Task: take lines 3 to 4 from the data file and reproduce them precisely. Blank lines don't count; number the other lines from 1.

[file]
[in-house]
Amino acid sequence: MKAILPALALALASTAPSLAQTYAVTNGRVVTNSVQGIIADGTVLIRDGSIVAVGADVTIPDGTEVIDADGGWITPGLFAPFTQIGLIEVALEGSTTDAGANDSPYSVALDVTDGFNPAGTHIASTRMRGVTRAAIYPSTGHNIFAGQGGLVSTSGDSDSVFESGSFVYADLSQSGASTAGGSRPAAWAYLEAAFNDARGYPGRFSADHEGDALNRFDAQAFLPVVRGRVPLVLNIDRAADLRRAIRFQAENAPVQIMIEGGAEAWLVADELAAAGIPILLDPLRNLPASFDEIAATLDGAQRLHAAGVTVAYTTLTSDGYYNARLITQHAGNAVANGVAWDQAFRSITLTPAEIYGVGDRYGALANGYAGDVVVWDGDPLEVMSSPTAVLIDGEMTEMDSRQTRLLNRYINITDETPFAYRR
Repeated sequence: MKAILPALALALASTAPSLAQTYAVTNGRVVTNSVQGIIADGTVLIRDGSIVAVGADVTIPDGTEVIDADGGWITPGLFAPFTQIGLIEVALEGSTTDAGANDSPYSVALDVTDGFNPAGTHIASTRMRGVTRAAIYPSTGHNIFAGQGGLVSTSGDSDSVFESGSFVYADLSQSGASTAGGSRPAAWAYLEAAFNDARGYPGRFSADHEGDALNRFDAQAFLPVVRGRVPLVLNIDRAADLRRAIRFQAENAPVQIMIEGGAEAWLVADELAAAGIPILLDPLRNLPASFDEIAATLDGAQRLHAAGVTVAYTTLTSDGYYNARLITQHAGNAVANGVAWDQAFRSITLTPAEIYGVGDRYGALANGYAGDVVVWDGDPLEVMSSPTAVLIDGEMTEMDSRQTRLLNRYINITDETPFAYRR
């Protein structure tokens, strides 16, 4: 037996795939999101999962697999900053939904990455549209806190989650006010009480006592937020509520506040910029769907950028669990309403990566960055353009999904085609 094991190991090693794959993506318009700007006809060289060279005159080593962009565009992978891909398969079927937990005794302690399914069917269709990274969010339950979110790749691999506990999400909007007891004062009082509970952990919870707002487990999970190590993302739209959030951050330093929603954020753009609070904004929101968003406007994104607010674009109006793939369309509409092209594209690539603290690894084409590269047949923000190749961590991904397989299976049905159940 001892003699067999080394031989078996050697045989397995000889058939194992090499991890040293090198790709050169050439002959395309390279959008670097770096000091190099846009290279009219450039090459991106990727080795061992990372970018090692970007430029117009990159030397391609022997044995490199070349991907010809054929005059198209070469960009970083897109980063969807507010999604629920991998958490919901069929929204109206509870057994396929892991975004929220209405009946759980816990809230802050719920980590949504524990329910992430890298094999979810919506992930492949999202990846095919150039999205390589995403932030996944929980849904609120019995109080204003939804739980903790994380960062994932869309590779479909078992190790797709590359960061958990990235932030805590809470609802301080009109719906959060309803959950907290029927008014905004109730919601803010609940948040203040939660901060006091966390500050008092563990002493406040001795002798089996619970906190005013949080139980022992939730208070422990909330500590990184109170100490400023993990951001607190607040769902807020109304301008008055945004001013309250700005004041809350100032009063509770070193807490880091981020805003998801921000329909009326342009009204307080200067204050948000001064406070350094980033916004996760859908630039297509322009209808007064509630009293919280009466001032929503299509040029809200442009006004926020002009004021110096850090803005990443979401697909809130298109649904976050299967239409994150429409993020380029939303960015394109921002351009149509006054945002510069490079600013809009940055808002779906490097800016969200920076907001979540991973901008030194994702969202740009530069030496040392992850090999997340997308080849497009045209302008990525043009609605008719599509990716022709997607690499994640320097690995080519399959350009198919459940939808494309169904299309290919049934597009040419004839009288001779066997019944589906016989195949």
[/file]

Repeated sequence: MKAILPALALALASTAPSLAQTYAVTNGRVVTNSVQGIIADGTVLIRDGSIVAVGADVTIPDGTEVIDADGGWITPGLFAPFTQIGLIEVALEGSTTDAGANDSPYSVALDVTDGFNPAGTHIASTRMRGVTRAAIYPSTGHNIFAGQGGLVSTSGDSDSVFESGSFVYADLSQSGASTAGGSRPAAWAYLEAAFNDARGYPGRFSADHEGDALNRFDAQAFLPVVRGRVPLVLNIDRAADLRRAIRFQAENAPVQIMIEGGAEAWLVADELAAAGIPILLDPLRNLPASFDEIAATLDGAQRLHAAGVTVAYTTLTSDGYYNARLITQHAGNAVANGVAWDQAFRSITLTPAEIYGVGDRYGALANGYAGDVVVWDGDPLEVMSSPTAVLIDGEMTEMDSRQTRLLNRYINITDETPFAYRR
């Protein structure tokens, strides 16, 4: 037996795939999101999962697999900053939904990455549209806190989650006010009480006592937020509520506040910029769907950028669990309403990566960055353009999904085609 094991190991090693794959993506318009700007006809060289060279005159080593962009565009992978891909398969079927937990005794302690399914069917269709990274969010339950979110790749691999506990999400909007007891004062009082509970952990919870707002487990999970190590993302739209959030951050330093929603954020753009609070904004929101968003406007994104607010674009109006793939369309509409092209594209690539603290690894084409590269047949923000190749961590991904397989299976049905159940 001892003699067999080394031989078996050697045989397995000889058939194992090499991890040293090198790709050169050439002959395309390279959008670097770096000091190099846009290279009219450039090459991106990727080795061992990372970018090692970007430029117009990159030397391609022997044995490199070349991907010809054929005059198209070469960009970083897109980063969807507010999604629920991998958490919901069929929204109206509870057994396929892991975004929220209405009946759980816990809230802050719920980590949504524990329910992430890298094999979810919506992930492949999202990846095919150039999205390589995403932030996944929980849904609120019995109080204003939804739980903790994380960062994932869309590779479909078992190790797709590359960061958990990235932030805590809470609802301080009109719906959060309803959950907290029927008014905004109730919601803010609940948040203040939660901060006091966390500050008092563990002493406040001795002798089996619970906190005013949080139980022992939730208070422990909330500590990184109170100490400023993990951001607190607040769902807020109304301008008055945004001013309250700005004041809350100032009063509770070193807490880091981020805003998801921000329909009326342009009204307080200067204050948000001064406070350094980033916004996760859908630039297509322009209808007064509630009293919280009466001032929503299509040029809200442009006004926020002009004021110096850090803005990443979401697909809130298109649904976050299967239409994150429409993020380029939303960015394109921002351009149509006054945002510069490079600013809009940055808002779906490097800016969200920076907001979540991973901008030194994702969202740009530069030496040392992850090999997340997308080849497009045209302008990525043009609605008719599509990716022709997607690499994640320097690995080519399959350009198919459940939808494309169904299309290919049934597009040419004839009288001779066997019944589906016989195949």